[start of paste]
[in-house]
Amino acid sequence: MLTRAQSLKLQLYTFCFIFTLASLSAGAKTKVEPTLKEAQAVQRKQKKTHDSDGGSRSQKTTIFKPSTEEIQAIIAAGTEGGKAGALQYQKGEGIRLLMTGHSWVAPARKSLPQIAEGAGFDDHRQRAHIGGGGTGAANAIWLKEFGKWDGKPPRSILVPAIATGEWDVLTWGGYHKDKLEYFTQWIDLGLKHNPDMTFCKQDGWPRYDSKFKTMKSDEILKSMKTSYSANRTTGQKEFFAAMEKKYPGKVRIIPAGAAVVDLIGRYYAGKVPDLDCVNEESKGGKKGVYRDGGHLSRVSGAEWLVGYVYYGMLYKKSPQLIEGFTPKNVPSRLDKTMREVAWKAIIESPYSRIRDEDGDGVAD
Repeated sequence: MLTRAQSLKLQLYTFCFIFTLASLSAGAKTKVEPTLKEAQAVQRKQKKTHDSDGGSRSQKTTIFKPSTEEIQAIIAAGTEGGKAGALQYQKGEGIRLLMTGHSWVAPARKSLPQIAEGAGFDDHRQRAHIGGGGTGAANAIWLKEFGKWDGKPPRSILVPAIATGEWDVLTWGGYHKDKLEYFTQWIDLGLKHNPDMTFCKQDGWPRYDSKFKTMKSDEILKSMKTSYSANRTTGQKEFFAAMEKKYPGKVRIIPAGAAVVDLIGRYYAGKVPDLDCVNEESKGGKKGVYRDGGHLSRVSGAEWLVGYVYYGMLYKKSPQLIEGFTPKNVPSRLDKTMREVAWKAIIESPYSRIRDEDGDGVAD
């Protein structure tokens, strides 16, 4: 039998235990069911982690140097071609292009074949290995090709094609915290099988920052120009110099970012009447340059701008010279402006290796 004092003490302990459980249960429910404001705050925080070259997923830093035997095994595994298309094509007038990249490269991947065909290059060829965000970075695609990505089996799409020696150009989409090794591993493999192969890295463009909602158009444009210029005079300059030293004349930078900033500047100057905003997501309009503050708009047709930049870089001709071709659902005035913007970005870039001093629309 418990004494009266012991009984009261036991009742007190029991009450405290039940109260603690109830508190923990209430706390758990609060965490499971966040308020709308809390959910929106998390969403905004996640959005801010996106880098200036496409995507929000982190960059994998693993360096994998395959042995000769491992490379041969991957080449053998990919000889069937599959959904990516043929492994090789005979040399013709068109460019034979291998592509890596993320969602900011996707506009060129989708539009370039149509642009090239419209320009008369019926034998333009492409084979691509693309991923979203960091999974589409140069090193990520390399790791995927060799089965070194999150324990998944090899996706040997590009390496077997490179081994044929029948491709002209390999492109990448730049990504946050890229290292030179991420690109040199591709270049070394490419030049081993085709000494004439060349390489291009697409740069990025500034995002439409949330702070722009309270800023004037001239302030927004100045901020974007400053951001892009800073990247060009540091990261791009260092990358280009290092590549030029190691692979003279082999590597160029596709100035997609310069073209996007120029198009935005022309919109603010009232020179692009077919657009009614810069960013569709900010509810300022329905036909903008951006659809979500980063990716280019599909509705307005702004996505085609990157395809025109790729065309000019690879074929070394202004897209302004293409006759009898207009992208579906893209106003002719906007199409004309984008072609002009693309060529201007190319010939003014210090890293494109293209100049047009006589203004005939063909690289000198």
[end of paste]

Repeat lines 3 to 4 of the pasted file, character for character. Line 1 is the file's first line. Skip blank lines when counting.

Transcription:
Repeated sequence: MLTRAQSLKLQLYTFCFIFTLASLSAGAKTKVEPTLKEAQAVQRKQKKTHDSDGGSRSQKTTIFKPSTEEIQAIIAAGTEGGKAGALQYQKGEGIRLLMTGHSWVAPARKSLPQIAEGAGFDDHRQRAHIGGGGTGAANAIWLKEFGKWDGKPPRSILVPAIATGEWDVLTWGGYHKDKLEYFTQWIDLGLKHNPDMTFCKQDGWPRYDSKFKTMKSDEILKSMKTSYSANRTTGQKEFFAAMEKKYPGKVRIIPAGAAVVDLIGRYYAGKVPDLDCVNEESKGGKKGVYRDGGHLSRVSGAEWLVGYVYYGMLYKKSPQLIEGFTPKNVPSRLDKTMREVAWKAIIESPYSRIRDEDGDGVAD
């Protein structure tokens, strides 16, 4: 039998235990069911982690140097071609292009074949290995090709094609915290099988920052120009110099970012009447340059701008010279402006290796 004092003490302990459980249960429910404001705050925080070259997923830093035997095994595994298309094509007038990249490269991947065909290059060829965000970075695609990505089996799409020696150009989409090794591993493999192969890295463009909602158009444009210029005079300059030293004349930078900033500047100057905003997501309009503050708009047709930049870089001709071709659902005035913007970005870039001093629309 418990004494009266012991009984009261036991009742007190029991009450405290039940109260603690109830508190923990209430706390758990609060965490499971966040308020709308809390959910929106998390969403905004996640959005801010996106880098200036496409995507929000982190960059994998693993360096994998395959042995000769491992490379041969991957080449053998990919000889069937599959959904990516043929492994090789005979040399013709068109460019034979291998592509890596993320969602900011996707506009060129989708539009370039149509642009090239419209320009008369019926034998333009492409084979691509693309991923979203960091999974589409140069090193990520390399790791995927060799089965070194999150324990998944090899996706040997590009390496077997490179081994044929029948491709002209390999492109990448730049990504946050890229290292030179991420690109040199591709270049070394490419030049081993085709000494004439060349390489291009697409740069990025500034995002439409949330702070722009309270800023004037001239302030927004100045901020974007400053951001892009800073990247060009540091990261791009260092990358280009290092590549030029190691692979003279082999590597160029596709100035997609310069073209996007120029198009935005022309919109603010009232020179692009077919657009009614810069960013569709900010509810300022329905036909903008951006659809979500980063990716280019599909509705307005702004996505085609990157395809025109790729065309000019690879074929070394202004897209302004293409006759009898207009992208579906893209106003002719906007199409004309984008072609002009693309060529201007190319010939003014210090890293494109293209100049047009006589203004005939063909690289000198």